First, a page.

Basics of PHP Language
PHP is one of the most popular languages used on the internet. By mastering the PHP basics you can open up a whole world of possibilities for your website. Learning PHP can be very rewarding. PHP is a server side scripting language, which means that it is executed on the server, and the results are sent back to the browser as HTML.
PHP is HTML-embedded:
A PHP page can be simply an HTML page with a little PHP scripts used here and there. The PHP bits are translated by the server. They will be mainly used to produce more HTML code. The HTML code on the page is sent directly to the browser.
PHP has similarities with other programming languages:
C and Perl are two of them. In my case, learning a bit of Perl really helped me get started and understand what PHP could do for me – and how it worked.
Variables in PHP are represented by a dollar sign followed by the name of the variable. The variable name is case-sensitive.
Variable names follow the same rules as other labels in PHP. A valid variable name starts with a letter or underscore, followed by any number of letters, numbers, or underscores
PHP also offers another way to assign values to variables: assign by reference. This means that the new variable simply references (in other words, “becomes an alias for” or “points to”) the original variable. Changes to the new variable affect the original, and vice versa.
It is not necessary to initialize variables in PHP however it is a very good practice. Uninitialized variables have a default value of their type depending on the context in which they are used – booleans default to FALSE, integers and floats default to zero, strings (e.g. used in echo) are set as an empty string and arrays become to an empty array.
Tags and Syntax:
PHP commands are embedded into HTML by one of several ways. The preferred method is include the code using the special tags. A second way is to include the code within a Each PHP statement should end with a semicolon. Many statements can be contained in a single block and a single statement can span several blocks.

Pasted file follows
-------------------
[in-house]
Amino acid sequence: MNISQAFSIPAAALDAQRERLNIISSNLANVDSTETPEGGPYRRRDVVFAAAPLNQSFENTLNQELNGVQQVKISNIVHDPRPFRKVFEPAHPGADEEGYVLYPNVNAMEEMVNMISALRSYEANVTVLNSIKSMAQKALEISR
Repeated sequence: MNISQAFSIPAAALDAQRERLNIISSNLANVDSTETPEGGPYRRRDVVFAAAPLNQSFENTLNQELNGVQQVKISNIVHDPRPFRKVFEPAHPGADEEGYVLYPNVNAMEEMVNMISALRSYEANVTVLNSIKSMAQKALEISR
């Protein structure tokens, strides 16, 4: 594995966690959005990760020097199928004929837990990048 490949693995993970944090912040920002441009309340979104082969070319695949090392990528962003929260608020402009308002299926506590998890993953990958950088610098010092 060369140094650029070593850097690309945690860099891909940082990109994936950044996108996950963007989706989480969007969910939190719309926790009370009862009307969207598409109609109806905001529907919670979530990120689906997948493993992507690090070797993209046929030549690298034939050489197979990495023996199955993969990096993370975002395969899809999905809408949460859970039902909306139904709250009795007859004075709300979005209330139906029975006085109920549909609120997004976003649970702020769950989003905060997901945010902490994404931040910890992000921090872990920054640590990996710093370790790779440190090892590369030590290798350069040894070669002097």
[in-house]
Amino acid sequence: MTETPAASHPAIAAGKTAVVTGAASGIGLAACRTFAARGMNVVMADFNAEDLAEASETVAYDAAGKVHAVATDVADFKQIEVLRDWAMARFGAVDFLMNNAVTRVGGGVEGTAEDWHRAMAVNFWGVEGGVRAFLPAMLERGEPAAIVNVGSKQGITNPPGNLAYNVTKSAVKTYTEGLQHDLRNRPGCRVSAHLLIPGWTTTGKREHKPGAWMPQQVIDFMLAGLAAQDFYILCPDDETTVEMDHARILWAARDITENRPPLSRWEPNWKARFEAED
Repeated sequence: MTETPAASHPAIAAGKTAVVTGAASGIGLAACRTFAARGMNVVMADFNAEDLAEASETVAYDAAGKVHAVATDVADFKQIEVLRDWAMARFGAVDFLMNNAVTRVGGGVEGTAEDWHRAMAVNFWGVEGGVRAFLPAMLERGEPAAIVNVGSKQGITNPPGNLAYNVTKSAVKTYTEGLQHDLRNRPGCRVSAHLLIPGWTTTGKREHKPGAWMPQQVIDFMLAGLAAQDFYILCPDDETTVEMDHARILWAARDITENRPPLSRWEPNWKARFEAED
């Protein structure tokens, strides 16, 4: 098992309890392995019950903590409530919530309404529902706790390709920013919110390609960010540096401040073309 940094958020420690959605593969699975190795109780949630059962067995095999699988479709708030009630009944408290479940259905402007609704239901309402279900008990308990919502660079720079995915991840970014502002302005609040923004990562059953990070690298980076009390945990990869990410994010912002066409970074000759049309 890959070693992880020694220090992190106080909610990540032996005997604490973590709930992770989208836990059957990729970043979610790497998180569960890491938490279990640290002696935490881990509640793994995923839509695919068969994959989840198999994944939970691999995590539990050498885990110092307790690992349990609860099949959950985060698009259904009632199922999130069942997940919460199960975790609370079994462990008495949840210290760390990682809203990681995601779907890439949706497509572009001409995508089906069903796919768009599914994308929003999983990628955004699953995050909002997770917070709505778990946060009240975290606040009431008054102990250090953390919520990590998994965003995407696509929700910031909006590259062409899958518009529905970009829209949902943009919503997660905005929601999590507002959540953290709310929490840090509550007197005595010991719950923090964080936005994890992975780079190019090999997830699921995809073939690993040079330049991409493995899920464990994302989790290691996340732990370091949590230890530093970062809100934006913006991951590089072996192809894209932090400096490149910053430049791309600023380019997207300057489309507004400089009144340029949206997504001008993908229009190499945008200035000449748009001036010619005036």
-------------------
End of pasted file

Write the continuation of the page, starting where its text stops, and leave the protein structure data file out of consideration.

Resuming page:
Some basic PHP statements include:
Echo: Output one or more strings.
Print: Also output one or more strings.
The assignment statement: Assigns a value to a variable.
Include: Include and evaluate the specified file.
Require: Same as include except it produces a fatal error on failure instead of a warning.
Strings can be specified in 3 ways: single quotes, double quotes, or here doc. Strings in single quotes do not expand variables or escape sequences except for single quotes.
Arrays in PHP are actually ordered maps, almost like hash tables. They map values to keys that can be either integers or strings.
* Defining with array (): An array can be defined defined by the keyword array array ([key =>] values)
* If no key is specified, then 1 + the maximum integer key is taken for the new key. The first element defaults to 0 if no key is given.
* Defining with : You can also define an array or add values to it using the  notation.
* Deleting values with unset(): The function unset() allows you to delete elements from an array.
* Multi-dimensional arrays: Because PHP arrays are actually ordered maps, you are allowed to have jagged arrays.
Any PHP code, including other function and class definitions, may appear inside a function. Functions may also be defined within a conditional, but in that case the function’s definition must be processed prior to its being called. PHP does not support function overloading but does support variable numbers of arguments as well as default arguments. Return types are not specified by function.
Classes and OOP
PHP supports OOP and classes. A class is a collection of variables and functions working with these variables.
PHP allows for reading/writing to files on the server that have correct permissions.
Loops are great for executing sections of code over and over again to do the same thing.